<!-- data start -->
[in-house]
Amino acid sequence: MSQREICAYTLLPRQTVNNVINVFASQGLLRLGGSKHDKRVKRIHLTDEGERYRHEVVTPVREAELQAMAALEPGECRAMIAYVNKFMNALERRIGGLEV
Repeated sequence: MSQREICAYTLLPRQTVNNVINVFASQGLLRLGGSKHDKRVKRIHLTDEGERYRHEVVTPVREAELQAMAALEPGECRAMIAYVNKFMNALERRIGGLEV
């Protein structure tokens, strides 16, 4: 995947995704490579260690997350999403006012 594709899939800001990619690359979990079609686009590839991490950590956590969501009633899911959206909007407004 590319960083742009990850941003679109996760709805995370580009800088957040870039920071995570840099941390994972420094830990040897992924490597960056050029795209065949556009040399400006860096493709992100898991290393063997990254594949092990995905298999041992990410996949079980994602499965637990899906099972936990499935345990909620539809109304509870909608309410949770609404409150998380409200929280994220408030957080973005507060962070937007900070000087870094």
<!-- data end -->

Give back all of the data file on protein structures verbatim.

[in-house]
Amino acid sequence: MSQREICAYTLLPRQTVNNVINVFASQGLLRLGGSKHDKRVKRIHLTDEGERYRHEVVTPVREAELQAMAALEPGECRAMIAYVNKFMNALERRIGGLEV
Repeated sequence: MSQREICAYTLLPRQTVNNVINVFASQGLLRLGGSKHDKRVKRIHLTDEGERYRHEVVTPVREAELQAMAALEPGECRAMIAYVNKFMNALERRIGGLEV
């Protein structure tokens, strides 16, 4: 995947995704490579260690997350999403006012 594709899939800001990619690359979990079609686009590839991490950590956590969501009633899911959206909007407004 590319960083742009990850941003679109996760709805995370580009800088957040870039920071995570840099941390994972420094830990040897992924490597960056050029795209065949556009040399400006860096493709992100898991290393063997990254594949092990995905298999041992990410996949079980994602499965637990899906099972936990499935345990909620539809109304509870909608309410949770609404409150998380409200929280994220408030957080973005507060962070937007900070000087870094």